County Concerned Over Slots Legislation Specifics

SNOW HILL – Hiring practices, distribution of slots revenue and road impacts need to be clarified in Maryland’s current slot machine legislation, Worcester County staff attorney Sonny Bloxom warned the County Commissioners Tuesday.

“I looked at it from the standpoint of things that would really impact our county,” said Bloxom.

The attorney identified five items of concern in the legislation as written including the fact the law calls for hiring preference to be given to people living within 10 miles of a slots facility. In Worcester, Ocean Downs, located near the Routes 50 and 589 intersection, is the identified site.

“As you all know in the entire county, we have a very bad unemployment problem. The unemployment problem is more-so in the south end,” said Bloxom.

The hiring preference should span all of Worcester, he said.

“We want to be drawing folks all over the county,” said Bloxom, noting that it’s nothing for someone to commute from the south end of the county to the north end for work.

The second item of concern for the attorney relates to an apparent requirement preferring already trained personnel for employment at any slots facility. The county’s goal with slots is to promote employment and economic development, and Bloxom said these jobs are required by law to provide health insurance and retirement benefits.

“We’re trying to better our work force,” Bloxom said. “Nobody [in Worcester County] has the experience now.”

Commissioner Judy Boggs said the legislation means employees from Delaware would get top consideration.

“Otherwise, we’d be inviting experienced people from Delaware down here to work,” said Boggs.

The law also contains a provision requiring the County Commissioners to work with Ocean City’s mayor to appoint members of the local development council, which would determine how the county revenue from the slots facility would be distributed locally, if Ocean Downs was used as the county slots venue.

“The County Commissioners should make that decision,” said Bloxom. “It’s going to have impacts on the entire county.”

Commission President Louise Gulyas suggested that the two close towns, Ocean City and Berlin, have designated spots on the local development council.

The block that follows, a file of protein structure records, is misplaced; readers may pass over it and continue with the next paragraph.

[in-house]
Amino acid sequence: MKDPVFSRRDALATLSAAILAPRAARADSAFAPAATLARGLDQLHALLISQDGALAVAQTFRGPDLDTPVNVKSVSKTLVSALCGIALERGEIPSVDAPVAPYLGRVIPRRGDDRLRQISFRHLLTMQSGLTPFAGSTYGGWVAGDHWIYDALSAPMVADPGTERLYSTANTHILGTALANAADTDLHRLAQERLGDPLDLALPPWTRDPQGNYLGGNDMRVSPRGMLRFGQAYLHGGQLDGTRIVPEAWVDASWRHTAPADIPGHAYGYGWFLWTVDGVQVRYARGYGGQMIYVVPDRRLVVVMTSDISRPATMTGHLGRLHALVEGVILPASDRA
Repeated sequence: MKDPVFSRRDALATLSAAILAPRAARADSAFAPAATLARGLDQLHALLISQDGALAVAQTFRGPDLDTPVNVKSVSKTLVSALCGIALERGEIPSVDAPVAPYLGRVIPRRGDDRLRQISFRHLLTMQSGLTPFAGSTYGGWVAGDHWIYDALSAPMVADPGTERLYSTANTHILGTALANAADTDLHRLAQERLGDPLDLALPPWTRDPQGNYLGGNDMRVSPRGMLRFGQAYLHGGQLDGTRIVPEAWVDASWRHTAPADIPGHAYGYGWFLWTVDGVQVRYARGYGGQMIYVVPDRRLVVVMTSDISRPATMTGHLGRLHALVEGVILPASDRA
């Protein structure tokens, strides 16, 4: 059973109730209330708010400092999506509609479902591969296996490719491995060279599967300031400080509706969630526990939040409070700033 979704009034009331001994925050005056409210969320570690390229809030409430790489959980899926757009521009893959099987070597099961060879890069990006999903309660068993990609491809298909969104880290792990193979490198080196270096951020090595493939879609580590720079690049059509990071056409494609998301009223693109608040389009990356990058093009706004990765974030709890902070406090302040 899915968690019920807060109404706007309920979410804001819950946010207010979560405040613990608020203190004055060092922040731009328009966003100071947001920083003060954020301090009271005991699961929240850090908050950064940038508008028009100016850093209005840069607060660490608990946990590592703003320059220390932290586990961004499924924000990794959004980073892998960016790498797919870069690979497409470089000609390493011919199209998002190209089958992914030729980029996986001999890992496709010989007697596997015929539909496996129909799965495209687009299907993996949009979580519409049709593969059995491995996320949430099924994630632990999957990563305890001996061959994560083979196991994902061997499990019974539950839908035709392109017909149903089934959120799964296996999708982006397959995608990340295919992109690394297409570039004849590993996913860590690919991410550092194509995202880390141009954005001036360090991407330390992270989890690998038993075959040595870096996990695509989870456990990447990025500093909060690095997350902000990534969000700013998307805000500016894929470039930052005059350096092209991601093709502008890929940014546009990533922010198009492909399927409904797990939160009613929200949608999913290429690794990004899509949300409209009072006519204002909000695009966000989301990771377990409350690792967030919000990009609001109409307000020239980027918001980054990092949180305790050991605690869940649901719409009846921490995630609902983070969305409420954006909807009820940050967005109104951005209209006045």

The lower shore delegation already have built-in spots, said Bloxom, and the commissioners could perhaps put the mayors of the towns on the council, but that the mayors should not have veto power over council appointments as implied by the legislation, he felt.

“I thoroughly agree it should be the commissioners doing the appointments,” Gulyas said.

Traffic impact language is another potential problem, Bloxom said. The law says the state “may pay” for improvements to Route 589, from Route 50 to Route 113, and “may take” steps to ensure that plans to do the improvements are underway before or on the slots venue opening date.

The state watered down the language, Bloxom said, which should read “shall pay,” and “shall take.”

“They don’t want to be told they have to address these issues,” said Bloxom. “The whole idea of slots came form the state to help solve their economic problems, [but] these are impacts that are happening to our transportation system.”

The law as passed breaks down the revenue distribution between Worcester County (70 percent), Ocean City (20 percent), and Berlin (10 percent), but the distribution of funds ought to be up to the commissioners, Bloxom said.

The funds would be spent in accordance with a multi-year development plan the county will pass. The local development council will make recommendations to the County Commissioners on spending the money.

While the commissioners would look at the impacts on local communities like Ocean Pines, Ocean City and Berlin, the money should come to the county first, Bloxom felt.

The funds could then be granted to the towns in a similar fashion to the unencumbered grants Worcester County provides to all four municipalities and the public safety grant provided to unincorporated Ocean Pines.

“The county has always been more than fair to the municipalities,” Boggs said.

The towns would need to prove any impacts from slots when requesting gambling revenue.

“The largest impact I believe will be on Ocean City,” said Gulyas, who represents the resort. “It may just kill us.”

Commissioner Linda Busick suggested that a slots facility could bring business to the resort’s hotels, restaurants and other attractions.

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